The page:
Difference between revisions of "Disk quota"

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(Enable quota for user/group: Service doesn't exists anymore and it's pretty straightforward how to disable)
 
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[[Category:Security]]
 
[[Category:Security]]
 
[[Category:File systems]]
 
[[Category:File systems]]
 +
[[ja:ディスククォータ]]
 
From [[Wikipedia:Disk quota|Wikipedia]]:
 
From [[Wikipedia:Disk quota|Wikipedia]]:
 
:"''A '''disk quota''' is a limit set by a system administrator that restricts certain aspects of file system usage on modern operating systems. The function of setting quotas to disks is to allocate limited disk-space in a reasonable way.''"
 
:"''A '''disk quota''' is a limit set by a system administrator that restricts certain aspects of file system usage on modern operating systems. The function of setting quotas to disks is to allocate limited disk-space in a reasonable way.''"
 
This article covers the installation and setup of disk quota.
 
This article covers the installation and setup of disk quota.
  
==Installing==
+
== Installation ==
Disk quota only requires one package:
 
# pacman -S quota-tools
 
  
==Enabling==
+
[[Install]] the {{pkg|quota-tools}} package.
''For journaled quota, see the notes in [[#Journaled quota]].''
 
  
1. First, edit {{ic|/etc/fstab}} to enable the quota mount option(s) on selected file systems:
+
== Configuration ==
  /dev/sda1 /home ext4 defaults 1 1
+
=== Setup the filesystem ===
:edit it as follows;
 
  /dev/sda1 /home ext4 defaults''',usrquota''' 1 1
 
:or aditionally enable the group quota mount option;
 
  /dev/sda1 /home ext4 defaults''',usrquota,grpquota''' 1 1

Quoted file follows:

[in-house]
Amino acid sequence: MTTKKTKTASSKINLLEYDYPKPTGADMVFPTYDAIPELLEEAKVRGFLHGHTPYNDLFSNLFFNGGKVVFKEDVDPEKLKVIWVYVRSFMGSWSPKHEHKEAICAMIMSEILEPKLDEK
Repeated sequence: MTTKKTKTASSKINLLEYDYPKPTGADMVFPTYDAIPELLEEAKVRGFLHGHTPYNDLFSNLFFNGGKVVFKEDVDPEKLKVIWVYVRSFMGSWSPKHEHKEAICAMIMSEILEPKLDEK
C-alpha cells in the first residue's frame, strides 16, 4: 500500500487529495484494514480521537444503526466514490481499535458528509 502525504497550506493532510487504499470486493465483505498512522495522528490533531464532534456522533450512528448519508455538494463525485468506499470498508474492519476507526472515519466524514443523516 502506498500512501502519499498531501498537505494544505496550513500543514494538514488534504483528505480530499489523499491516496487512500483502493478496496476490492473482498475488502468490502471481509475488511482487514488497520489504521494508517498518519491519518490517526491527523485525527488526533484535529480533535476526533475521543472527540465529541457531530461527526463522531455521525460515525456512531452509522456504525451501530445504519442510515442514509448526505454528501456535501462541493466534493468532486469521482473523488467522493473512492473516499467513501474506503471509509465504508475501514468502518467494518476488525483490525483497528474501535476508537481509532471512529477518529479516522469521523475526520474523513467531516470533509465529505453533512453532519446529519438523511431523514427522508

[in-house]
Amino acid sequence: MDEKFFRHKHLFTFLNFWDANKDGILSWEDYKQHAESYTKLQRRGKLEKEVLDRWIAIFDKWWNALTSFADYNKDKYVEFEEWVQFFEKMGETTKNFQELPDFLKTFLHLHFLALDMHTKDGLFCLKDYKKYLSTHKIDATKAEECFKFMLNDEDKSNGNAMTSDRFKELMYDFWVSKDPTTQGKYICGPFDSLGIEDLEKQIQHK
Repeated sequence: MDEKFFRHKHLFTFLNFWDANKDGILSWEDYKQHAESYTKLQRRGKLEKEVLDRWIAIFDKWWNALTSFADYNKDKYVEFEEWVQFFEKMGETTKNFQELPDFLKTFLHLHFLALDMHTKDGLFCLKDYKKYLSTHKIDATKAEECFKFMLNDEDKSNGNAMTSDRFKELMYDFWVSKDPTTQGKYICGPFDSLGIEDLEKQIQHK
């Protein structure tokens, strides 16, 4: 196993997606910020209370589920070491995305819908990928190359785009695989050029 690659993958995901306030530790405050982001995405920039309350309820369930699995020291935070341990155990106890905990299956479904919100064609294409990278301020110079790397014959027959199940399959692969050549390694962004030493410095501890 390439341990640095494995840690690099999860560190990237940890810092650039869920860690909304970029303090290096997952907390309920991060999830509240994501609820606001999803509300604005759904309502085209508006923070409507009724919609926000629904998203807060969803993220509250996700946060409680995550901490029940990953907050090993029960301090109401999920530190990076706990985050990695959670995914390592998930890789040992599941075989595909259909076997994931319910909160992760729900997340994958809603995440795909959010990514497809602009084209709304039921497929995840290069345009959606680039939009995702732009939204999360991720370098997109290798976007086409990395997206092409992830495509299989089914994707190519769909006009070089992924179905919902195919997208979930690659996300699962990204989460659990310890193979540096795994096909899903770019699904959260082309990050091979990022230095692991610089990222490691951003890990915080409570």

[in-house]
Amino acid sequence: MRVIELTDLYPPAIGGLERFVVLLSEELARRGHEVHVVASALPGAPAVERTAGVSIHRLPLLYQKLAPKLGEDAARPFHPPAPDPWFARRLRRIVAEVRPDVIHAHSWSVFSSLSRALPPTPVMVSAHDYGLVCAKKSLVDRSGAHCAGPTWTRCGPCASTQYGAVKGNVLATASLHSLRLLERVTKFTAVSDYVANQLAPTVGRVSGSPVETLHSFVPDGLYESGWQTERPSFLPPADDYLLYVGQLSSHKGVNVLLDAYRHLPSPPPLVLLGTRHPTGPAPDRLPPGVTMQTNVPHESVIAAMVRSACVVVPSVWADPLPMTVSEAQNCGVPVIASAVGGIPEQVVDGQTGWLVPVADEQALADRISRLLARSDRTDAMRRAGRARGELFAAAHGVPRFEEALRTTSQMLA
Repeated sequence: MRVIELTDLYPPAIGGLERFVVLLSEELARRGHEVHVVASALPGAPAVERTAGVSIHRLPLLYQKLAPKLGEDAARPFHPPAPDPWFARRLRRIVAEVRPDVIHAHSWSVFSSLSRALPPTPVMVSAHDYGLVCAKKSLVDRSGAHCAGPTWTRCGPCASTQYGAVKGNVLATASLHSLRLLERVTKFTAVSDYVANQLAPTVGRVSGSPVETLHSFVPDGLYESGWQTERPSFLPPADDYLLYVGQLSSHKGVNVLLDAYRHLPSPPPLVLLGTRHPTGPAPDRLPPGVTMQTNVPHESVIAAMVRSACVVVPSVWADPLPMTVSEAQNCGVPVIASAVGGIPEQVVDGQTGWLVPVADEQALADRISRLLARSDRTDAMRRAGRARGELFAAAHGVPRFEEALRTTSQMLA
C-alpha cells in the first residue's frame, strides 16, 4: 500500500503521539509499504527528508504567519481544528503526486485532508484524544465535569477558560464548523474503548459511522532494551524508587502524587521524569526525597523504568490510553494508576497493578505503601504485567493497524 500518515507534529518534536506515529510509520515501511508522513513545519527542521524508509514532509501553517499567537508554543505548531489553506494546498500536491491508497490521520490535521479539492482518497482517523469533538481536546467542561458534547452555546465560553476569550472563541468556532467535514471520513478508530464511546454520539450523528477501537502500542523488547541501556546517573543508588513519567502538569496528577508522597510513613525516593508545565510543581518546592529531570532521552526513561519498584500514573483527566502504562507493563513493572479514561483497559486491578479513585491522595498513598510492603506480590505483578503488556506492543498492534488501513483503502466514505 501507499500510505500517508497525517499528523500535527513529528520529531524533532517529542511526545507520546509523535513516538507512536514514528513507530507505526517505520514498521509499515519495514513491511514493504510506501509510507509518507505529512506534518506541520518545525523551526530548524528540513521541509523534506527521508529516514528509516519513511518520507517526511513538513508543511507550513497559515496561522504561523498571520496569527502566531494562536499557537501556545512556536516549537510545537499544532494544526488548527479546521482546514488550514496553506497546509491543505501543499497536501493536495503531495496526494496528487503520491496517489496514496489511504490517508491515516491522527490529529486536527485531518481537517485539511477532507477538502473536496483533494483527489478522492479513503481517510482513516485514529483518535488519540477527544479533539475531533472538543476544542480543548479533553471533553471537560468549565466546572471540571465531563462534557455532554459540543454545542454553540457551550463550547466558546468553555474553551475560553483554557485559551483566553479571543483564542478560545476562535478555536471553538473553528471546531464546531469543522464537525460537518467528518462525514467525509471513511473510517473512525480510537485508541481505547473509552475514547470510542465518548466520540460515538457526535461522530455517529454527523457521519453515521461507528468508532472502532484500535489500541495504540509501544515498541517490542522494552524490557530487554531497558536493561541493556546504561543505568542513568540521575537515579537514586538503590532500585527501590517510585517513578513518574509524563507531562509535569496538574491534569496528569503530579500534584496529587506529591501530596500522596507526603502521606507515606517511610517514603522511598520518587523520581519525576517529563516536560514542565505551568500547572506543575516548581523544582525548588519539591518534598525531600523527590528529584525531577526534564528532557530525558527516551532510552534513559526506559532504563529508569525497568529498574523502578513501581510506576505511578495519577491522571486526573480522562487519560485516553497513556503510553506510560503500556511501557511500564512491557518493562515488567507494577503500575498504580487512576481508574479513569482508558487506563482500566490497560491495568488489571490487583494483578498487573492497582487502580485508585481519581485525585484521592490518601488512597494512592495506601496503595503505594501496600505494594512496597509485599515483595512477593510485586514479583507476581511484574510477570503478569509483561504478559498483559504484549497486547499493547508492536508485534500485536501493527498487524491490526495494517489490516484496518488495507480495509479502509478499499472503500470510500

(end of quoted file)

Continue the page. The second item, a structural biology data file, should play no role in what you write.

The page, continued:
2. Create the quota files in the file system:
+
Edit [[fstab]] to enable the quota mount option(s) on selected file systems, e.g.:
  # touch /home/aquota.user
+
 
  # touch /home/aquota.group     # For group quota
+
{{hc|/etc/fstab|/dev/sda3 /home ext4 defaults''',usrquota''' 0 2}}
 +
 
 +
To additionally enable the group quota mount option:
 +
 
 +
{{hc|/etc/fstab|/dev/sda3 /home ext4 defaults''',usrquota,grpquota''' 0 2}}
 +
 
 +
If supported by the [[kernel]] and [[File_systems#Journaling|file system]] it is recommended to use journaled quota instead:
 +
 
 +
{{hc|/etc/fstab|2=/dev/sda3 /home ext4 defaults''',usrjquota=aquota.user,jqfmt=vfsv1''' 0 2}}
 +
 
 +
Append {{ic|1=grpjquota=aquota.group}} to enable group quota.
 +
 
 +
Remount the partition to apply the change:
  
2. The next step is to remount:
 
 
   # mount -vo remount /home
 
   # mount -vo remount /home
  
4. Create the quota index:
+
=== Create quota index ===
  # quotacheck -vgum /home
 
:or for all partitions with the quota mount options in {{ic|/etc/mtab}};
 
  # quotacheck -vguma
 
{{tip|If you end up with the output "[...]Quotafile $FILE was probably truncated. Cannot save quota settings..." you can try removing the previously created files aquota*}}
 
{{tip|In Addition you can try to use "-F vfsold" and "-F vfsv0" afterwards <b>NOTE:</b> As of 3.1.6-1, Arch does not support "vfsv1"}}
 
  
5. Finally, enable quotas:
+
To create the quota index for {{ic|/home}}:
  # quotaon -av
 
  
{{tip|to automatically enable quota on boot, add {{ic|quotaon -a >/dev/null 2>&1}} to {{ic|/etc/rc.local}}.}}
+
  # quotacheck -vucm /home
 +
 
 +
Append the {{ic|-g}} parameter to also create a group index.
 +
 
 +